Hubris. It has been the ruin of many of humanity’s greatest figures. Odysseus, defying Poseidon and shouting his true name to the cyclops Polyphemus. Napoleon, leading the grand armée into a wintry death in Russia. Davey Johnson, drinking one non-alcoholic beer too many on his 43rd birthday. On October 17, 2005, a new name was added to this ignominious list: Brad Lidge.
In 2004 and 2005, Brad Lidge was homerically good, posting ERA+s of 230 and 185, respectively. In the second of those years, his Houston Astros made it to the NLCS, where they took a commanding 3-1 series lead over the St. Louis Cardinals. With the Astros up 4-2 with two outs it the ninth, Lidge was one strike away from sending his team to the World Series. Lidge instead decided, presumably for the sake of extra drama, that he would allow two baserunners to bring Albert Pujols to the plate as the go-ahead run. After getting a first pitch strike, Lidge used his intra-baseball-player-telepathy that all baseball players have to talk to Albert Pujols:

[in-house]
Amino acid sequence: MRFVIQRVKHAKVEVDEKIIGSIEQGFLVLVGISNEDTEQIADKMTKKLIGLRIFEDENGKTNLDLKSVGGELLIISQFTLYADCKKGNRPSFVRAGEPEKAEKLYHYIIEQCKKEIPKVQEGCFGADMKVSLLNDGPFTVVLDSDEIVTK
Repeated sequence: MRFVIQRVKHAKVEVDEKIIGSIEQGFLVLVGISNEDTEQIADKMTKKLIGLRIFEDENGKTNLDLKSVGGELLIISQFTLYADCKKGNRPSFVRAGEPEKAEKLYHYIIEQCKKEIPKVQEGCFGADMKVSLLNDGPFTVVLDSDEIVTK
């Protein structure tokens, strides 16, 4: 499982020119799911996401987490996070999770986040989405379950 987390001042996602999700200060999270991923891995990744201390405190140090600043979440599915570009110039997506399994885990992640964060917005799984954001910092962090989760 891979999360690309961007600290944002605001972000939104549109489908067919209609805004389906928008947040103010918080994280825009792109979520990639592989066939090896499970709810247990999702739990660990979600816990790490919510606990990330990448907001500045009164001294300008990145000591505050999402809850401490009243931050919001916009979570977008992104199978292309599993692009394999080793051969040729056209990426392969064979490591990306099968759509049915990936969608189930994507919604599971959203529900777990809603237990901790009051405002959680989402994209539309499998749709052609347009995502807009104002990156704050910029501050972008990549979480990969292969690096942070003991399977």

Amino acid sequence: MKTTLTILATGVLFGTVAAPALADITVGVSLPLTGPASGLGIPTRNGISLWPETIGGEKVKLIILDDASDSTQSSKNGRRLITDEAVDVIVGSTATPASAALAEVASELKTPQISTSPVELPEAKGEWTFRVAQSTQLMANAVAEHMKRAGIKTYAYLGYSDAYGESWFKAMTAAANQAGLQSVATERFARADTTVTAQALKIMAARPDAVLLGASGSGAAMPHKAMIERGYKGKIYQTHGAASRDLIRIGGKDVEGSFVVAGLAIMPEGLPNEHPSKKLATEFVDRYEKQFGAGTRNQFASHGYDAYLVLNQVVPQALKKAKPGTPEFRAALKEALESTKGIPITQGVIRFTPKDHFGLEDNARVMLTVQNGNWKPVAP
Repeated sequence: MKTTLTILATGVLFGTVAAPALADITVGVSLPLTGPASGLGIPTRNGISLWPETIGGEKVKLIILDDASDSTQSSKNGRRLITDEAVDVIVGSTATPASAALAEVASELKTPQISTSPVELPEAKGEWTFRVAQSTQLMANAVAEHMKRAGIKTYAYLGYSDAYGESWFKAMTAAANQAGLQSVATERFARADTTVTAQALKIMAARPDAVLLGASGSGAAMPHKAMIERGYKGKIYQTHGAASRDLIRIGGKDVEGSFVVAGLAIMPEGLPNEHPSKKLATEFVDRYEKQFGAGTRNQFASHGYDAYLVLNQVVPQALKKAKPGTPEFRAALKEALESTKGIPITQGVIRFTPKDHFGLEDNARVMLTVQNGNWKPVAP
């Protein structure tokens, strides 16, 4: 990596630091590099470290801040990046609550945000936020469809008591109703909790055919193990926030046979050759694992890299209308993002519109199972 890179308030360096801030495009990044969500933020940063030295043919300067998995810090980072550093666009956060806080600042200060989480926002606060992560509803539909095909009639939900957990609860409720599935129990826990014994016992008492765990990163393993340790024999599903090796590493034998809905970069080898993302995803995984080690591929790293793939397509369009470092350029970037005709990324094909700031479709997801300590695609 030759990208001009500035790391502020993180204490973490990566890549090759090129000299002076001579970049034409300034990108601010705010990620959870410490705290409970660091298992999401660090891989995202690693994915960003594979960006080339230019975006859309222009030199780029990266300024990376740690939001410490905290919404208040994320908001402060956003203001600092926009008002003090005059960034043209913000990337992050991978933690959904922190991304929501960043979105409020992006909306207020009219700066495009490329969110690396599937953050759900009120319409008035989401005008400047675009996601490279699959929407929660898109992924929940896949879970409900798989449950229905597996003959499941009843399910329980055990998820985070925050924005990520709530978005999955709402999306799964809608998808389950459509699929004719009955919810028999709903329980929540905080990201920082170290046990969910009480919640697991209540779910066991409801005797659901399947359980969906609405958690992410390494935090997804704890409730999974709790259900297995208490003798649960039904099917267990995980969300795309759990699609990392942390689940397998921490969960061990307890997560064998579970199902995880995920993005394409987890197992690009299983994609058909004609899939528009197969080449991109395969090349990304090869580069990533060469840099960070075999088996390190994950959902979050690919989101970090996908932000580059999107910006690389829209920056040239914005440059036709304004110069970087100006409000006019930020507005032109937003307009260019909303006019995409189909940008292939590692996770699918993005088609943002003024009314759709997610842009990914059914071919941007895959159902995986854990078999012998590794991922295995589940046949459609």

“Albert Pujols, if anyone asks you who struck you out and ended your season, say that it was the valiant warrior Brad Lidge, son of Dad Lidge, who once played summer ball in Ithaca, New York.*”
“…I already know who you are,” replied a confused Pujols, who had clearly not read Shane Butler’s translation of The Odyssey and thus did not get Lidge’s oddly erudite reference.
Lidge threw Albert Pujols a hanging slider down the middle. Pujols, who through sheer coincidence happens to be the son of Poseidon, ended Lidge’s happiness forever. Since then, Lidge has been been almost entirely awful, pitching with cowardice to avoid incurring the wrath of any sea gods (the one exception was 2008, when he must have sacrificed a truly immoral number of animals/Phillies fans).
Now he is a National, signed to a one year contract for the small price of a $1 million plus incentives and the possibility of Nationals Park getting hit with a tsunami.
Accordingly, after each Lidge appearance, The Zimmerman(n) Telegram will evaluate the quality of his pregame sacrificial offering.
*This last is, surprisingly, true.